No tranquility in Gaza (JERUSALEM POST) By ARIEH O´SULLIVAN 12/01/03)
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The skinny intelligence captain, his red hair cut into a flattop,
points at the cement wall where a few hours before a home-made rocket
hit, leaving a star-like impression.
"It could have been bad, really bad," he said Sunday at his base in
He drew an arch in the Gazan sky like the one the rocket made
Saturday night after Palestinians fired it from Khan Yunis, on the
other side of the dune, over three aluminum-sided army trailers, to
its point of impact just beyond two cement outhouses at the IDF Gaza
The explosion shattered all the windows in the area, but otherwise
caused no other damage.
"I heard this most massive explosion and I came running out with my
weapon. I saw it was a rocket. If it had hit one of the trailers or
the toilets I´m sure there would have been casualties," said the
Shortly afterward, mortar rounds hit Neveh Dekalim, causing extensive
damage to one of the houses, but miraculously no casualties.
Despite the brouhaha over the signing of Geneva agreement and the
flurry of mainly rhetoric on the peace front, the little wars
continue in the Gaza Strip. Nightly there are attempted infiltrations
and bombings, arrests and shootings.
Senior military officers said Sunday they have marked a flurry of
attacks and attempted operations by Palestinian terrorist groups,
most likely as a last chance to strike at Israelis before a cease-
fire is imposed on them. The rocket and mortar strike was just the
The clubhouse at the divisional headquarters has turned into a
makeshift museum of dud or confiscated bombs and rockets. Some are
sleek metal tubes with fins called "el-Ban" – like the one that
struck the base hours before – and others are bombs packed inside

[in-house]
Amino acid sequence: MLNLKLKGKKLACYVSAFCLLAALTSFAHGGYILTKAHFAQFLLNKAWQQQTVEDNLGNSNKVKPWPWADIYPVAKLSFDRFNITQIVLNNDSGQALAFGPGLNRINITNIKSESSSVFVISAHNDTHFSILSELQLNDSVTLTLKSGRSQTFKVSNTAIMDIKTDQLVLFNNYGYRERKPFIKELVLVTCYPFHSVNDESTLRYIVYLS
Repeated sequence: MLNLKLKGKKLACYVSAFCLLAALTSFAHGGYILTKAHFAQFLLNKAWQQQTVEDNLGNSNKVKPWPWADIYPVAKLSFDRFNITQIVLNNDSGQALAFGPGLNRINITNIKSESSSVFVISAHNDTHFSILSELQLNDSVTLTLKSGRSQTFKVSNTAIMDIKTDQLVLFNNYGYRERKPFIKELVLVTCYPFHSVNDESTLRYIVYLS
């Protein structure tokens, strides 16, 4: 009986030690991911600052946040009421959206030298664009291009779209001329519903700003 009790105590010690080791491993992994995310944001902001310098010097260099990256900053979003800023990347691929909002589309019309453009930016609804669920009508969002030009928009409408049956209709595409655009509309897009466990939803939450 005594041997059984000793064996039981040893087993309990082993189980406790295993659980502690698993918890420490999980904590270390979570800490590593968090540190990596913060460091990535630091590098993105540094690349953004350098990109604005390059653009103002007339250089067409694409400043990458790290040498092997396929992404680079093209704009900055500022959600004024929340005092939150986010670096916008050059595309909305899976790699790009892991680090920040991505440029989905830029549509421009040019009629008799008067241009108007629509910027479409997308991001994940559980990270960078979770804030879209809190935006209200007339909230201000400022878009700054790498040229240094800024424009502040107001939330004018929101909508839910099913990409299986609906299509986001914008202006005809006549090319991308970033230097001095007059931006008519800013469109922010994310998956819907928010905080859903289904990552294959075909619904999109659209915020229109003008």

cooking-gas canisters. But there are also sophisticated anti-armor
roadside bombs remarkably similar to those used by Hizbullah against
the IDF in southern Lebanon.
"It is clear they [the Gazans] are getting information from Hizbullah
on bomb manufacturing. This is coming from the Internet and telephone
links as well as emissaries," said the divisional demolition officer,
who could be identified only as Maj. Giora.
The most infamous of the Palestinian rockets is of course the Kassam,
which has struck Sderot and the southern reaches of Ashkelon. But a
senior IDF commander in the Gaza Strip said the Palestinians are
having more trouble with their warheads than extending the rockets´
"They carry a 10-kilogram warhead, which can be very effective, but a
large percentage are actually duds. There is also an engineering
problem in extending their range, since they have to deal with very
high pressure on their metals from the solid fuel ignition," said
In the meantime, soldiers deal nightly with an array of attempted
infiltrations and ambushes, mainly along the patrol fence separating
the coastal strip from Israel and around the settlement of Netzarim.
IDF technology has come to the fore on this front, with advanced
night-time optics along with drones providing real-time, birds´-eye
views of terrorists and fugitives.
The army proudly displayed Sunday some recent successes on the Gazan
front. In one thermal film, a top fugitive responsible for smuggling
weapons through tunnels from Egypt was filmed from above as he fled
his home during a raid. The drone operators were able to direct
troops on the ground to the house where the fugitive had sought
refuge and thus to capture him.
Other films show an armed pair of Palestinians attempting to cut
through the fence and then fleeing when detected. Another showed a
squad of gunmen moving toward a settlement and then being ambushed by
IDF troops, who killed two.
But one film in particular stood out. This was of a recent clash with
a Hamas squad spotted as it moved into action near an undisclosed
location this past month. An IDF sniper was able to hit one gunman
and the others, one toting a heavy machine gun, quickly brought in a
cart drawn by a donkey to evacuate him. To prevent further attacks on
the squad, they also brought with them two children as human shields.
"It was clear they were terrorists, but we didn´t fire at them
because of the two kids," said a senior officer.
(© 1995-2003, The Jerusalem Post 12/01/03)
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